Then Nibbana is unattainable for all who have not reached it in the infinite past.clw_uk wrote: ↑Sun Apr 14, 2019 2:52 pm In terms of infinity, could it be that extinquishment hasn't occurred for all beings since beings, hindered by ignorance, can only make choices within a narrow set of parameters unless they hear the Dhamma, thus limiting the number of potential outcomes? So, given infinite time everything that can happen has within a certain set of parameters. Nibbana, being outside this set of parameters, hasn't happened for all beings.

Just my two cents.

## Theravada against mathematics

### Re: Theravada against mathematics

### Re: Theravada against mathematics

If reality contrary to the Theravada doctrine, this is the problem of Theravada. For me, there is no problem that events are still happening, because I do not share the views of Pali Abhidhamma.budo wrote: ↑Sun Apr 14, 2019 1:06 pm Debunking his argument is quite simple.

He claims in an infinite universe anything that could happen already has happened. Well, then by making that statement he already disproves himself, for an event has to happen at some point in time, and so there will be people experiencing that event as it is happening, but according to him that's not possible as it must have already happened. Therefore he puts himself in a logical paradox, in which case nothing ever happens.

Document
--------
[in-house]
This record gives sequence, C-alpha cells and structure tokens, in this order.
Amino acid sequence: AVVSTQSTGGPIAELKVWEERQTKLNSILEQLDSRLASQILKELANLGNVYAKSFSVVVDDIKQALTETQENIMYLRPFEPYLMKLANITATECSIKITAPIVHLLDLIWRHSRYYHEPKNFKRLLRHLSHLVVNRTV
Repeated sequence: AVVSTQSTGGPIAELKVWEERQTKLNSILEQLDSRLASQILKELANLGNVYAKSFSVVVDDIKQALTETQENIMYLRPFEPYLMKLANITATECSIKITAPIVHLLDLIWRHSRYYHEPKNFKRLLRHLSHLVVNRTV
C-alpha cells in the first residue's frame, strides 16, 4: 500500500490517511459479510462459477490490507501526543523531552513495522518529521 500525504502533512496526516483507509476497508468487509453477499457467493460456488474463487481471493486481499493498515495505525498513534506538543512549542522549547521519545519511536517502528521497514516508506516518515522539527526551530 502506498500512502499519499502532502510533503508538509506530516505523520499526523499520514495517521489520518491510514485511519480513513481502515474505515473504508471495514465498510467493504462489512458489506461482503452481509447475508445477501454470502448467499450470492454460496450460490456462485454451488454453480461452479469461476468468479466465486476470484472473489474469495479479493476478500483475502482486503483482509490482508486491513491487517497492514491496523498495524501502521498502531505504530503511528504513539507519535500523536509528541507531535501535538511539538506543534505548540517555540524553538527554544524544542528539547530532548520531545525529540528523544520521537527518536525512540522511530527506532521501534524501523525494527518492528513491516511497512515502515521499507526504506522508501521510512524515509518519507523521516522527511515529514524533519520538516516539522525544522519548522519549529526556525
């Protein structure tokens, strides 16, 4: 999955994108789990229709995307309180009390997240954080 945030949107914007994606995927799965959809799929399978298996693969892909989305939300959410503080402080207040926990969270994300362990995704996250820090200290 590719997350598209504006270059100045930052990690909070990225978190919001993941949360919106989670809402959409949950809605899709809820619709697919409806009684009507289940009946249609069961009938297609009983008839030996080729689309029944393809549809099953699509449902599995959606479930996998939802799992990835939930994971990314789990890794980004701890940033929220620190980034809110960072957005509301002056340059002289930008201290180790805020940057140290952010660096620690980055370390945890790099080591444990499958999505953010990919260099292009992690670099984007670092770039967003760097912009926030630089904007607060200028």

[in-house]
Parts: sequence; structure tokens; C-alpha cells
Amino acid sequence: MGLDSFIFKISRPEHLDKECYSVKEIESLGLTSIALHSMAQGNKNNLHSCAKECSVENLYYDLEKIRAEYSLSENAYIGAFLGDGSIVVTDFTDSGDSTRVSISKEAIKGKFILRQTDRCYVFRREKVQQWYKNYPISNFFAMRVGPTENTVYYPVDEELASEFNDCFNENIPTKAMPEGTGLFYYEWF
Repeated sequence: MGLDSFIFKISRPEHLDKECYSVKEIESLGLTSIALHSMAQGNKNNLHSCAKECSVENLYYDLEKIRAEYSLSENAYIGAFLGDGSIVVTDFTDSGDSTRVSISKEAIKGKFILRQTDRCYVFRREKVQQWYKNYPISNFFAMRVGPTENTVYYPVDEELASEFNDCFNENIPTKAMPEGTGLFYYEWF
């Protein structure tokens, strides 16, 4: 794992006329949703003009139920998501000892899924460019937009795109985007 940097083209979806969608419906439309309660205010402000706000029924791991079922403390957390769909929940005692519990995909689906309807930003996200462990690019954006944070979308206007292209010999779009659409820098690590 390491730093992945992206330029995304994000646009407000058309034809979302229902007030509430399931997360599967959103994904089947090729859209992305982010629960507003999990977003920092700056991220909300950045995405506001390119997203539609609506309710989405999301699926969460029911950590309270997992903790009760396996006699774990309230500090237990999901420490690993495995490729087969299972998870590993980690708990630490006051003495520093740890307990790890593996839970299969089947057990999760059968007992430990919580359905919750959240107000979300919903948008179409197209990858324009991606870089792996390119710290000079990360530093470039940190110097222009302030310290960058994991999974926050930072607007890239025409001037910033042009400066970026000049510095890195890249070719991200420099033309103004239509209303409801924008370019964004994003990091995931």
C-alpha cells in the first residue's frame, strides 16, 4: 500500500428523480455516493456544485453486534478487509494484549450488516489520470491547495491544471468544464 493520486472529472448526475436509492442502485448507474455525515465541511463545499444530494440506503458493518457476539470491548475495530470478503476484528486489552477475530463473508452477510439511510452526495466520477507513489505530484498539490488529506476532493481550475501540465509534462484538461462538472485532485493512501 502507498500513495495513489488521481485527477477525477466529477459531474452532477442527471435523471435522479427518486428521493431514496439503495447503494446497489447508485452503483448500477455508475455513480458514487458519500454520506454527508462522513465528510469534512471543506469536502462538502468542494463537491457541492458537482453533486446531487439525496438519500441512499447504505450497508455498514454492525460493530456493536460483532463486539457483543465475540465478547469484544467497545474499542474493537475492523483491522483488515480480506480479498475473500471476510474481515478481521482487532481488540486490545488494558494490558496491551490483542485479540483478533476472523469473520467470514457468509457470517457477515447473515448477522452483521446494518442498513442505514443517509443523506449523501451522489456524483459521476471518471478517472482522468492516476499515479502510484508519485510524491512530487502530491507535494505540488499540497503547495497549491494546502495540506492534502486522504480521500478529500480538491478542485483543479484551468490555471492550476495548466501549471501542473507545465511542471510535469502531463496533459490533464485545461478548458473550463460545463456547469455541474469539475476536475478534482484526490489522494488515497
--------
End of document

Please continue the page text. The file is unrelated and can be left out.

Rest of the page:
The truth is that there are cyclical mechanisms aka rounds. That's why I asked him about the black holes taking in all matter, as according to his theory if everything that could happen already happened, then the Earth should have been swallowed by a black hole by now. He can't answer that, and until he does answer it, he won't be able to explain Nibbana, but that will never happen.

### The countable set of all possible lives